Alyss Bowen | Social Media Editor | Wednesday, 19 April 2017

Katherine Switzer And Other Female Runners Proving We’re Just As Capable As Men

Katherine Switzer And Other Female Runners Proving We’re Just As Capable As Men

The Debrief: These women prove that saying ‘I can,’ is so much more satisfying than saying ‘I can’t’ when it comes to running.

Last weekend, Kathrine Switzer ran her 39th marathon, aged 70. You may not know about Kathrine Switzer, but if you’re a female runner about to take on your first London Marathon, or 39th London Marathon, she’s the reason you’re allowed to run alongside men. 

Back in 1967, Kathrine decided she wanted to take on the massive physical challenge of running 26 miles. Her coach told her she couldn’t, quite simply because women were deemed too ‘weak’ to run with men. Kathrine proved him wrong, and ran a marathon in training – so he entered her, under her initials, to the Boston marathon. Small history lesson for you, the Boston Marathon is the oldest continuously running marathon in the world, it officially started in 1897. You also now have to qualify with a time of around 3hrs 05mins to even race if you’re within the 18-34 age bracket.

Back in 1967, Kathrine was accepted,so she paid her $2 entry fee and went on to race. It wasn’t until she was actually pacing along the Boston pavement that an official, Jock Semple, spotted her from a car and demanded she stop and give back her, now iconic, 261 bib. After managing to get away, and went on to complete her first marathon. 

Since then, Kathrine has gone on to become an author, athlete and an advocate for women runners across the globe. She has raced in 39 marathons, and in 1974 she won the New York City marathon. She’s the founder of the Avon International Running Circuit – a series of 400 women’s races for over 1 million women, and she even persuaded the International Olympics Committee to accept women’s marathon into the event – which was first introduced in time for the 1984 Summer Olympics. 

 While I have personally only recently started my own running journey this year – one which I’ve had to reign in and hit pause on marathon training till next year due to an injury – I am so grateful for women like Kathrine who continue to inspire and push the boundaries of females in athletics.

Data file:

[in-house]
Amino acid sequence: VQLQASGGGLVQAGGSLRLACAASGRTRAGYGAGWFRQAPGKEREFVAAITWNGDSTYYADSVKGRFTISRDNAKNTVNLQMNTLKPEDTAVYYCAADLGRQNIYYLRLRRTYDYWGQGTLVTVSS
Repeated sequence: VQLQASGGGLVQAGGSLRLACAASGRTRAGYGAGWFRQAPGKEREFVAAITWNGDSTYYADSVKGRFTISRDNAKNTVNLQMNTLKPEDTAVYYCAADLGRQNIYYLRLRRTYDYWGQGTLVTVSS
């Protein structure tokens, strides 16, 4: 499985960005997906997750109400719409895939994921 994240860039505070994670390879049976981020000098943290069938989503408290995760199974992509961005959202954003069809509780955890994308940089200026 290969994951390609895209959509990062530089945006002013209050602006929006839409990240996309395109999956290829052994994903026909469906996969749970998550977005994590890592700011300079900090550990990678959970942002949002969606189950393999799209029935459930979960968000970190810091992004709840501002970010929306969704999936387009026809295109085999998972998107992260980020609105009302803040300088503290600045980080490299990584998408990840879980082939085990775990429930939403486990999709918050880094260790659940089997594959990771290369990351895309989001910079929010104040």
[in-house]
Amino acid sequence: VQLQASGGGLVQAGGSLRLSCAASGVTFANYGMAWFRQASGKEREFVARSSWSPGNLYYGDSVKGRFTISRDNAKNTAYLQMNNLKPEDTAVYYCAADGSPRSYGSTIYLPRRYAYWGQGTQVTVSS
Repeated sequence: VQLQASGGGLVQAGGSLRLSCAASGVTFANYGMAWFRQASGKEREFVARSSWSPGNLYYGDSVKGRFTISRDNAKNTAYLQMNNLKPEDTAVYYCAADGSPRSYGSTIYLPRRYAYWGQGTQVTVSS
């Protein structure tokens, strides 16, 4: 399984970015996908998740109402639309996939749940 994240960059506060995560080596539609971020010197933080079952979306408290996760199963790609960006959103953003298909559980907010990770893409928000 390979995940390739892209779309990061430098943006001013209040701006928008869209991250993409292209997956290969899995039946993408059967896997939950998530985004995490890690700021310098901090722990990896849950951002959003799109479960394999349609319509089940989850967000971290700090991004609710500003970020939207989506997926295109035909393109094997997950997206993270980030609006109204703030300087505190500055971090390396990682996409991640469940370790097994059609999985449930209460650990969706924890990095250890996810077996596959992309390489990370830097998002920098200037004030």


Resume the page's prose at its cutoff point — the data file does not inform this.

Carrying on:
Because even with women like Kathrine breaking these boundaries in endurance sport, the ratio of men to women competing is still around 80% male, and 20% female – which is why the below mentioned women, along with Kathrine, running daily prove that we are not weak, nor are we inferior to men in sport, nor are we physically incapable. They prove that saying ‘I can,’ is so much more satisfying than saying ‘I can’t’ when it comes to running. 

Becs Gentry 

I was lucky enough to get to train with Becs on a regular basis back when I started my marathon training. Becs is a Nike run coach, co-founder of Run With The Lab, personal trainer and all round incredible women. Her sheer determination and willpower alone is unimaginable. Most recently she took on the terrifying The Speed Project, which involved running the 340 miles from LA to Las Vegas in a relay style race. A race most people would rather avoid at all costs, Becs ran for over 36 hours, 20 minutes and 25 seconds pushing her body to whole new levels of discomfort and pain. And what happened? She did it, she achieved a goal and she proved that women, are EQUALLY as strong as men. 

Sorrel Walsh 

Sorrel Walsh is the founder of WMN Run, a female run collective championing female endurance and pushing the boundaries of running. Sorrell was inspired by her brother’s own Marathon journey, so she decided to join in herself, and now she’s run everything from 5k to 100k. Just last weekend, Sorrell raced in the Boston Marathon (the very same one Katherine just ran) and not only did she come 50th out of all the women involved, she was the 1st British woman to come in with a time of 2.54.50. 

 Cat Simpson 

Cat is the perfect example of how running and travel can be the perfect companions. An endurance runner and coach, she spends her time travelling for races (like ultra-marathons). She’s run in over 30 events, including 20+ marathons and over 10 ultras. That makes my legs ache just thinking about it. Oh, and she has a degree in human genetics so her ‘sports bullshit detector’ is always switched on. 

Claudia Schroegel 

Claudia is a designer, coach, endurance athlete, the co-founder of Advent Running and a captain for AdidasRunners LDN. Her Instagram is full of imagery so dreamy you're going to want to get out of your office to run immediately, and she’s raced in events like the brutal 125km trial Transgrancanaria. Make sure you head down to Adidas Runners if you live in London for the chance to be coached by Claudia, you'll thank yourself after. 

Like this? You might also be interested in…

How To Run If You’re As Lazy As Me 

Every Single Question You’ve Ever Had About The London Marathon, Answered 

Why It Took Nike Six Years To Design Their Wavy New Air Max 

Follow Alyss on Instagram @alyssbowen 


Tags: Witness The Fitness